The student news site of Marquette University

Marquette Wire

The student news site of Marquette University

Marquette Wire

The student news site of Marquette University

Marquette Wire

Summer’s not over yet for Milwaukee

The dog days are over. Pack up the flip-flops and bust out the textbooks. Kiss away the sun’s rays and prepare for the sting of Wisconsin’s winter. Forget about Summerfest and start planning for late nights at Raynor.

The start of school doesn’t necessarily mean the end of all things fun in the city, though. Milwaukee has a sliver of summer spirit left, and now’s the time to savor the remainder of Cream City’s summer arts and entertainment scene. These sizzling summer events, festivals and markets extend through September or October, just enough time for some post-summer solace.

Stay calm, cool and collected

Jazz in the Park, a free outdoor music festival, takes place on Thursdays through Sept. 22 from 6 to 9 p.m. in Cathedral Square Park. The festival features a swinging lineup of jazz, big band, funk, R & B, reggae, blues and more.

Each week, an average of 8,000 people bring blankets and chairs to picnic at the park and enjoy an evening of live entertainment from local, national and international musicians.

Over 100 musicians each year submit their content to be considered for a spot on the Jazz in the Park lineup, said Kate Borders, executive director of East Town Association. With plenty of eager and musically talented artists to choose from, the association certainly has no trouble selecting the cream of the crop.

Part of what makes the event such a success is its consistency in providing good entertainment, Borders said.

“People don’t necessarily need to look up who’s playing on a given Thursday,” she said. “They can trust that whoever it is will be entertaining.”

Guests are welcome to bring their own food and nonalcoholic beverages; however, the event features six on-site food vendors, including Louise’s, Rudy’s Mexican Restaurant, Flannery’s Bar and Restaurant and McGillycuddy’s Bar and Grill.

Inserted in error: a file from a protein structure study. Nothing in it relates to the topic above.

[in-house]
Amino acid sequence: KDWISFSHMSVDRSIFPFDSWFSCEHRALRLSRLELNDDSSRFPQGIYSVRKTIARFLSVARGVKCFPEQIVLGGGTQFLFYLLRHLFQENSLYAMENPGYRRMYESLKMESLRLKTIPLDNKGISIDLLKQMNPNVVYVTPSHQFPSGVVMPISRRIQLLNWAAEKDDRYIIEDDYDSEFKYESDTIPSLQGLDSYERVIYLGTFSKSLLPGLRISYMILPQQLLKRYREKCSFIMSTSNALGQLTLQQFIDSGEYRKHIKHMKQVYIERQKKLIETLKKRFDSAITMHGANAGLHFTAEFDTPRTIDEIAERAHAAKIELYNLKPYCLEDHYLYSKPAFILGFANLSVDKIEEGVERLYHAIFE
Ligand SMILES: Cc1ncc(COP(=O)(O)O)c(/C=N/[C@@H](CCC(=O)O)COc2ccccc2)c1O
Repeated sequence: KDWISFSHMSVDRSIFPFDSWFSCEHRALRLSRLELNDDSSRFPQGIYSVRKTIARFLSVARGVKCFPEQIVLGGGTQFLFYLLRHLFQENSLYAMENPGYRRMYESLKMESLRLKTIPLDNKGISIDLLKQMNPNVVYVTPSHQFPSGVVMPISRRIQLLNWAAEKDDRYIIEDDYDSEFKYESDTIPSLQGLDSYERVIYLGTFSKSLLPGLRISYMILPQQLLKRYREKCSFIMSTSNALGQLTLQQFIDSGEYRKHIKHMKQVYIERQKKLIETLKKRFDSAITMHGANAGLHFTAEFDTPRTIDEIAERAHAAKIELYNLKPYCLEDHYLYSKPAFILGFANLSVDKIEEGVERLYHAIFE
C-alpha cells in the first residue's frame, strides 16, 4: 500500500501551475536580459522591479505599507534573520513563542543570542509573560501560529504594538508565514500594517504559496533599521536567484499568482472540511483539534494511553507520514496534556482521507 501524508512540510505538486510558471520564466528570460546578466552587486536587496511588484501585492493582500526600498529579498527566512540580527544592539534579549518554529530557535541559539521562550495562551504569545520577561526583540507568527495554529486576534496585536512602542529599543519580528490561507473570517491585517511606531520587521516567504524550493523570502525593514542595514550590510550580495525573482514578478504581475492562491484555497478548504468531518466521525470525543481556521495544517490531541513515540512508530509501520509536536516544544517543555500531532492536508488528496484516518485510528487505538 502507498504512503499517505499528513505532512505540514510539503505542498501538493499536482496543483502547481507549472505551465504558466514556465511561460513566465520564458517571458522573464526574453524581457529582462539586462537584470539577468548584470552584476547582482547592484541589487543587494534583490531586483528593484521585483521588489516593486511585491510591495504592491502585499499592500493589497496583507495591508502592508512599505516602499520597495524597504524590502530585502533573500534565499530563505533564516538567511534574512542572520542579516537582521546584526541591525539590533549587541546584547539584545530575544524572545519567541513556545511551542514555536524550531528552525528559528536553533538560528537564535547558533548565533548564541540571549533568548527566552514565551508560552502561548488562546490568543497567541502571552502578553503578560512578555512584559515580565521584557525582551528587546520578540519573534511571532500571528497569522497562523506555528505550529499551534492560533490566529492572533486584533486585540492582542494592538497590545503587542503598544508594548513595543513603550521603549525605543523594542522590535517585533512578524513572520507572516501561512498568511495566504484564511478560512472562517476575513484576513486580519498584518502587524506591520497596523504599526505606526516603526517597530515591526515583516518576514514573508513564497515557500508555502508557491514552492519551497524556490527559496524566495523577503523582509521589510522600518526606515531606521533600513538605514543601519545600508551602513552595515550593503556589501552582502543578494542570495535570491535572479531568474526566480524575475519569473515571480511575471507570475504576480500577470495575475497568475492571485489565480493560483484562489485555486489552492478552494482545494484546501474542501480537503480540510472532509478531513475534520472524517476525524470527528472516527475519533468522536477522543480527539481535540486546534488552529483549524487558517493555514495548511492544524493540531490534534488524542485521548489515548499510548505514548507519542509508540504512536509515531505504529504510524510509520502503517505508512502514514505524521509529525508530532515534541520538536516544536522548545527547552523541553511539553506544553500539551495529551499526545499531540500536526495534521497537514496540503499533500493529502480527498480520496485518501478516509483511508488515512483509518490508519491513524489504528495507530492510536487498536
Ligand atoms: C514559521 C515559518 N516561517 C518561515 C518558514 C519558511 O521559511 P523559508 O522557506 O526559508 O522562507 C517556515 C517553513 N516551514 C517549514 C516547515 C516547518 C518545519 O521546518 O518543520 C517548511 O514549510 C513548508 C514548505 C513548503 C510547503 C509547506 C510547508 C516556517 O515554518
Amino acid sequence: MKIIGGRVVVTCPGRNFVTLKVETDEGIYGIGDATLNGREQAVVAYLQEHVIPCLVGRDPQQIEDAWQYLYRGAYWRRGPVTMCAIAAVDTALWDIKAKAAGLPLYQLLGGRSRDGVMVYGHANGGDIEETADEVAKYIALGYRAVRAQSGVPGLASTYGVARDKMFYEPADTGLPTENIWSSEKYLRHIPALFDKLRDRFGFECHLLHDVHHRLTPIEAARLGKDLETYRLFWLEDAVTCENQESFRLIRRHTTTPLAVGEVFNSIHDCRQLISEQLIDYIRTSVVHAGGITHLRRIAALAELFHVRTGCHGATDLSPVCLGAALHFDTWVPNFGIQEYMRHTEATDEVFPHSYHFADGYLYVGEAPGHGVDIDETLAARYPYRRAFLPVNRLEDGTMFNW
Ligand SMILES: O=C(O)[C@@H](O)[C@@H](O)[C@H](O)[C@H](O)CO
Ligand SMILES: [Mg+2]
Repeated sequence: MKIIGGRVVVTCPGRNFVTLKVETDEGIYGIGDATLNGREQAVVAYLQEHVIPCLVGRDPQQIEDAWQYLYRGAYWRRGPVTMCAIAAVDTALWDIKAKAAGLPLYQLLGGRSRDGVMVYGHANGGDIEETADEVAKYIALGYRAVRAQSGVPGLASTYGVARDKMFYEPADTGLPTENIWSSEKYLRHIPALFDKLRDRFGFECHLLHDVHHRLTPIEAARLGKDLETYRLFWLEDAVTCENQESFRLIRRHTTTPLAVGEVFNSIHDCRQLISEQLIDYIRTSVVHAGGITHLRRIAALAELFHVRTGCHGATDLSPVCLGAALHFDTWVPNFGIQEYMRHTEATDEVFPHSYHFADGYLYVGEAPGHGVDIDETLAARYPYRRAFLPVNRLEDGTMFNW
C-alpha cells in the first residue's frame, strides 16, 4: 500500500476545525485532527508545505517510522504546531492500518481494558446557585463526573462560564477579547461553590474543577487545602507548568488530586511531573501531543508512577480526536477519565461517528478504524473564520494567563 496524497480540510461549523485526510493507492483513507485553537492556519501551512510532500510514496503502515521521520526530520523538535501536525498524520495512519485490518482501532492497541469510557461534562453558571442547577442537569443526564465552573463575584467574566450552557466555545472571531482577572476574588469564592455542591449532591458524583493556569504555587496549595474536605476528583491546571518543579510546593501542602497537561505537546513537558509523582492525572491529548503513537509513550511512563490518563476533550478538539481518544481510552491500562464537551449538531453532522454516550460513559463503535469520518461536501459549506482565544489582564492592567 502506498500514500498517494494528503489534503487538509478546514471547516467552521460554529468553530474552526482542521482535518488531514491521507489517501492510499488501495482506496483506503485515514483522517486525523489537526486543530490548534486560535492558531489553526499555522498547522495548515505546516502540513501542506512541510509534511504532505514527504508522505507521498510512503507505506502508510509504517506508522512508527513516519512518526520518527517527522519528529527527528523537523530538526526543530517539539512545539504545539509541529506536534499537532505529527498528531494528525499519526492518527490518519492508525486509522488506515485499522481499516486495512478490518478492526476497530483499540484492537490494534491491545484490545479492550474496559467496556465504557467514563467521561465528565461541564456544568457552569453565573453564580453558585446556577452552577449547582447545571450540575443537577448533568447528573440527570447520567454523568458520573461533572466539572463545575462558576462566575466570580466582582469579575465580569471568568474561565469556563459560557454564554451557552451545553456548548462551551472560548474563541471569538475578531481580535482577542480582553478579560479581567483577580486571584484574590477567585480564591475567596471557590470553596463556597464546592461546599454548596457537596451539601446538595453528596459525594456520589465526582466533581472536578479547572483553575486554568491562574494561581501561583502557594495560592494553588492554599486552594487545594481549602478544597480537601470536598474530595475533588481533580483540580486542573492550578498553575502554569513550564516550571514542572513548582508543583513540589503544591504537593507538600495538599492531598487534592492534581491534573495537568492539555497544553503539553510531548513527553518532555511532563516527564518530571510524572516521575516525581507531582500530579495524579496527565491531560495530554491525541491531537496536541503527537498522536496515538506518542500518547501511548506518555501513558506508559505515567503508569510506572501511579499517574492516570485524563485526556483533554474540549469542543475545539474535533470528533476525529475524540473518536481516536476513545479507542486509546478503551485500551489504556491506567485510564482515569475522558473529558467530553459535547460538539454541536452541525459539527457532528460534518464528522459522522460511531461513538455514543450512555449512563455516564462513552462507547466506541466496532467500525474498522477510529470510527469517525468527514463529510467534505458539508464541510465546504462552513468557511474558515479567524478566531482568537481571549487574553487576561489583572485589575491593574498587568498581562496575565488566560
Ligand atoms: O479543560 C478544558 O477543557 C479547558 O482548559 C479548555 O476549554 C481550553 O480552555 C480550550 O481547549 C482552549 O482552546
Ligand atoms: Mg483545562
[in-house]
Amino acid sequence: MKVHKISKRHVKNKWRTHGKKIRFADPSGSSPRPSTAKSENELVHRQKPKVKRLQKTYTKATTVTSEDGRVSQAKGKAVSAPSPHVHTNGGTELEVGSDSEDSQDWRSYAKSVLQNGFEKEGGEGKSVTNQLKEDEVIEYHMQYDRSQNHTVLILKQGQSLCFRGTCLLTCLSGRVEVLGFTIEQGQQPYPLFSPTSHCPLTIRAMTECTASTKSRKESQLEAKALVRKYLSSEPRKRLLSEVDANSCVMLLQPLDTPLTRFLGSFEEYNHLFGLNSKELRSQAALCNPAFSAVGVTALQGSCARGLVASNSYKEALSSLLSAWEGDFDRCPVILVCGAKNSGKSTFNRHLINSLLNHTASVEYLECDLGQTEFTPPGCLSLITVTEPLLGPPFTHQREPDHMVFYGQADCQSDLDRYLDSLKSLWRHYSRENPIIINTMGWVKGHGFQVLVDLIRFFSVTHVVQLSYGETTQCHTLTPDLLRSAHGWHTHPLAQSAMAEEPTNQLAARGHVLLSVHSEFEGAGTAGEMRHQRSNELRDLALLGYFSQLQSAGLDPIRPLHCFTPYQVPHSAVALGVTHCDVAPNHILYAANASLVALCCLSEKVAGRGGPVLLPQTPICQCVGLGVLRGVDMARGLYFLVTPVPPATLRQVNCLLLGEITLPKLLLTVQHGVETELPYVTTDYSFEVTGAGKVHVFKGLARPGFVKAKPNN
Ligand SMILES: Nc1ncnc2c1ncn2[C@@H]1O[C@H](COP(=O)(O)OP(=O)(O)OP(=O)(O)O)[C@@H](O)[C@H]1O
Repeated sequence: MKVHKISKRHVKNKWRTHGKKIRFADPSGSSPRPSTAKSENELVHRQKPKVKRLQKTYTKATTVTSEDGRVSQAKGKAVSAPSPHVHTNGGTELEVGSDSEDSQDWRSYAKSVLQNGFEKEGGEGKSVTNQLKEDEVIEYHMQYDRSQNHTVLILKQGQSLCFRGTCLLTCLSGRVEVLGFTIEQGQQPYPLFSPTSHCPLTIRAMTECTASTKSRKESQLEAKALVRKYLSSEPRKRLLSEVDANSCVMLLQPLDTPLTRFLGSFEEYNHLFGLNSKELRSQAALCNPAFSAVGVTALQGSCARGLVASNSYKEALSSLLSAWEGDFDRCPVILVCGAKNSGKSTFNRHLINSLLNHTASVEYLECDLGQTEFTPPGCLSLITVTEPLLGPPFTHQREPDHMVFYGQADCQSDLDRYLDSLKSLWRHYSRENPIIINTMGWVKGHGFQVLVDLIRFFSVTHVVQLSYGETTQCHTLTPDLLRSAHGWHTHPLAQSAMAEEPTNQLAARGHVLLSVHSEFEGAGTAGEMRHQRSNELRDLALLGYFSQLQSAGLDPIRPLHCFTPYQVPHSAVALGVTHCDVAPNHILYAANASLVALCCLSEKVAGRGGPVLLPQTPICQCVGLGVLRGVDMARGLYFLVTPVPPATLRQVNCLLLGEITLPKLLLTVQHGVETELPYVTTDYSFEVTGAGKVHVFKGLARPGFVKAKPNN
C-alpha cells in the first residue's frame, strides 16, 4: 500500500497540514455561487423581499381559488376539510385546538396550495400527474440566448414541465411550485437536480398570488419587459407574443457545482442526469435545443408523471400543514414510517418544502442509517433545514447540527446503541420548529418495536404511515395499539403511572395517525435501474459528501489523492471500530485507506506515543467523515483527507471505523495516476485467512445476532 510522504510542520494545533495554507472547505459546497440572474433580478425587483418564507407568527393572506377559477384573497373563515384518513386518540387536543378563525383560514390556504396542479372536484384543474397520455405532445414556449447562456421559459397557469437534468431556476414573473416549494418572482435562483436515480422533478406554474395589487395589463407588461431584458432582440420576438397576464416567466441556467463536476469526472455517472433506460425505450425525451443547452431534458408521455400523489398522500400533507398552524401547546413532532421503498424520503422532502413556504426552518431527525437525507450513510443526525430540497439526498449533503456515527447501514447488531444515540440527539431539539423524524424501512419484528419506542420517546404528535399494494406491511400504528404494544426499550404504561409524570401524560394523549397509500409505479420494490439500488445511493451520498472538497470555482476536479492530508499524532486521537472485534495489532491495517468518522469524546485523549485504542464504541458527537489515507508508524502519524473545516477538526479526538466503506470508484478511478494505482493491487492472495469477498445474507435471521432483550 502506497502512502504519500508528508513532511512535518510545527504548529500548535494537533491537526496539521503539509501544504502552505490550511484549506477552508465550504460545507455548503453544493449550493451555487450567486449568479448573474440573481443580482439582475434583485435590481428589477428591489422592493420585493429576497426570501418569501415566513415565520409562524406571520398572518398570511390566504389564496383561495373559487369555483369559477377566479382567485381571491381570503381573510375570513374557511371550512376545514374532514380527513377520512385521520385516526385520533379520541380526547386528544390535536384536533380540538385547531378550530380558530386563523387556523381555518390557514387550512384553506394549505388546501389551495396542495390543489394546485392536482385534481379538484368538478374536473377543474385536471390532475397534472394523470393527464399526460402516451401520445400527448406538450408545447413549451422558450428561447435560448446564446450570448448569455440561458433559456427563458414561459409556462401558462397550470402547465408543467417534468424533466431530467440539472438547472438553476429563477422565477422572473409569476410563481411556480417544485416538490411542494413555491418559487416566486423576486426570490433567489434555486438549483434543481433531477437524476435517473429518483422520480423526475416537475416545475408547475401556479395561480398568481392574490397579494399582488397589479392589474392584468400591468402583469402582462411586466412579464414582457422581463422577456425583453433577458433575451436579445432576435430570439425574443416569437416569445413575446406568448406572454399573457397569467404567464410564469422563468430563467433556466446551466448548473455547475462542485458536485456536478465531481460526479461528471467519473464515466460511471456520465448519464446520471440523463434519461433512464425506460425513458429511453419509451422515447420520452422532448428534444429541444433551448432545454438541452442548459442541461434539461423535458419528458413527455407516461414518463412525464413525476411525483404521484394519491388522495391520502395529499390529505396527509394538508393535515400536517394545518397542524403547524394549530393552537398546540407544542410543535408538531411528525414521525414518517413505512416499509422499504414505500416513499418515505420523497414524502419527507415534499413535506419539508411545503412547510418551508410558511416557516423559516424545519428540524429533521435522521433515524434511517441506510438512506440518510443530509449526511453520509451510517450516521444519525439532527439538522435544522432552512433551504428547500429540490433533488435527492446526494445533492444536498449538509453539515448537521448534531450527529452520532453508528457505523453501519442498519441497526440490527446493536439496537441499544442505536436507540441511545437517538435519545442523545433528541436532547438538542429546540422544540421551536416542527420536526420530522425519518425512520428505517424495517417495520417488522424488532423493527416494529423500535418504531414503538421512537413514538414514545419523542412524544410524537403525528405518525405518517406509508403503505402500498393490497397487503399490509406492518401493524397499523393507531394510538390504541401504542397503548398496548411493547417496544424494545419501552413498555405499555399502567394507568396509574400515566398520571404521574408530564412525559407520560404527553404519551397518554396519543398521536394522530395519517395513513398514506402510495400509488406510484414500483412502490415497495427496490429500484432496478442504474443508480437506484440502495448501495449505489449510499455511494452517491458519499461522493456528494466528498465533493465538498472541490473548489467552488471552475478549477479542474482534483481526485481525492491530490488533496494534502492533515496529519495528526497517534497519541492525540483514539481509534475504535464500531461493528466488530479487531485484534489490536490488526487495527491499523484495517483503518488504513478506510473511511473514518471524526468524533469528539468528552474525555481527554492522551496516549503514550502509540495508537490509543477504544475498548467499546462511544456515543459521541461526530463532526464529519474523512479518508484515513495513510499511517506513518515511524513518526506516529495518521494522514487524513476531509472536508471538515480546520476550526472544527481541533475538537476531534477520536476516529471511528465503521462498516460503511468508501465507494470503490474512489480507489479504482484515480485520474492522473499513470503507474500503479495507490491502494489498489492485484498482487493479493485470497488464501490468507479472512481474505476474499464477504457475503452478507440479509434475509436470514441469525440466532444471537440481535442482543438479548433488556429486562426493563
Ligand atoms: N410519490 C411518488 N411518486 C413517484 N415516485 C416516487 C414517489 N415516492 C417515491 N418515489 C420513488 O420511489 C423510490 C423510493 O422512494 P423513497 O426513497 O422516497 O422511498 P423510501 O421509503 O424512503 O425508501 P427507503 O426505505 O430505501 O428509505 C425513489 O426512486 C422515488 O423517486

Jazz in the Park takes place every Thursday in September from 6 to 9 p.m. at Cathedral Square Park, 825 N. Jefferson St. For more info, visit

Point Fish Fry & a Flick offers free movies right on the lakefront. Photo courtesy of Andrew Nelson.

Enjoy one last evening on the lakefront

At dusk on select Fridays through Sept. 23, Point Fish Fry & a Flick offers free outdoor movies on a big screen literally on Milwaukee’s lakefront. The event takes place at Discovery World and features a $10 Bartolotta’s cod fish fry, along with ten other local food vendors with dinner options under $5. Vendors include American Gyro, Haute Taco, Streetza Pizza and Cold Spoons Gelato.

The event also offers specials on Stevens Point Brewery beer, as well as free beer tasting, said Andrew Nelson, public relations manager for The Pabst Theater. Alterra coffee and other refreshments are available for purchase as well.

Beyond the food and drink specials, the event aims to bring the community together. One way it accomplishes this feat is with its bazaar: a mini, local flea market where patrons can purchase goods from five or six different local retailers and businesses at each event.